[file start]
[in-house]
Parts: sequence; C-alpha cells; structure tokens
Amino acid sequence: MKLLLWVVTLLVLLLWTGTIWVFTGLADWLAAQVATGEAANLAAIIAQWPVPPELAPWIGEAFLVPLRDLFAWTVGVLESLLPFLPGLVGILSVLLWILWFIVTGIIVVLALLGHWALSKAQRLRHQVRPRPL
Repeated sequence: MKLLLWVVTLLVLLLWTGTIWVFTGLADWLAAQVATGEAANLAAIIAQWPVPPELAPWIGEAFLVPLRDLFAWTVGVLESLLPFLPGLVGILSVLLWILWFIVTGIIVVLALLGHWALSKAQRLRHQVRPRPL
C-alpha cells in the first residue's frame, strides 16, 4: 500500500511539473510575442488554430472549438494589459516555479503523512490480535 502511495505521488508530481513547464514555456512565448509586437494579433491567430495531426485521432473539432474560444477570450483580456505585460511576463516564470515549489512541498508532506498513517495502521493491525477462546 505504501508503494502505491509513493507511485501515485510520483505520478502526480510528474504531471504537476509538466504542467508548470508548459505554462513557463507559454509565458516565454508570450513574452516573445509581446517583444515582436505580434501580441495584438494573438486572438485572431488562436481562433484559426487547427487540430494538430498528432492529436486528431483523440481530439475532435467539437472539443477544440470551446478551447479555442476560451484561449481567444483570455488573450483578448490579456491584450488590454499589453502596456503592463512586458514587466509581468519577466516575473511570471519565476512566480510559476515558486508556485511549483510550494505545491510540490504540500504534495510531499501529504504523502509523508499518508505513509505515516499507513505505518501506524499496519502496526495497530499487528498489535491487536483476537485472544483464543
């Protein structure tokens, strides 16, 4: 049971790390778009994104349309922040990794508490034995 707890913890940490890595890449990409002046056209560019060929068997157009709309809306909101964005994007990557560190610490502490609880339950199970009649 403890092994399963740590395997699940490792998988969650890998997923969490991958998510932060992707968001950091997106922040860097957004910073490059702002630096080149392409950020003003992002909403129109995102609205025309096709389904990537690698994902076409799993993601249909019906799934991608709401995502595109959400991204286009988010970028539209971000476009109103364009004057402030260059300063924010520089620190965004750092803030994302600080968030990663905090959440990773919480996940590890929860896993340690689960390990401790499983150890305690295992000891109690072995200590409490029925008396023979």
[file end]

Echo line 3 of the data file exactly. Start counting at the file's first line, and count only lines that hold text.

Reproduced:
Amino acid sequence: MKLLLWVVTLLVLLLWTGTIWVFTGLADWLAAQVATGEAANLAAIIAQWPVPPELAPWIGEAFLVPLRDLFAWTVGVLESLLPFLPGLVGILSVLLWILWFIVTGIIVVLALLGHWALSKAQRLRHQVRPRPL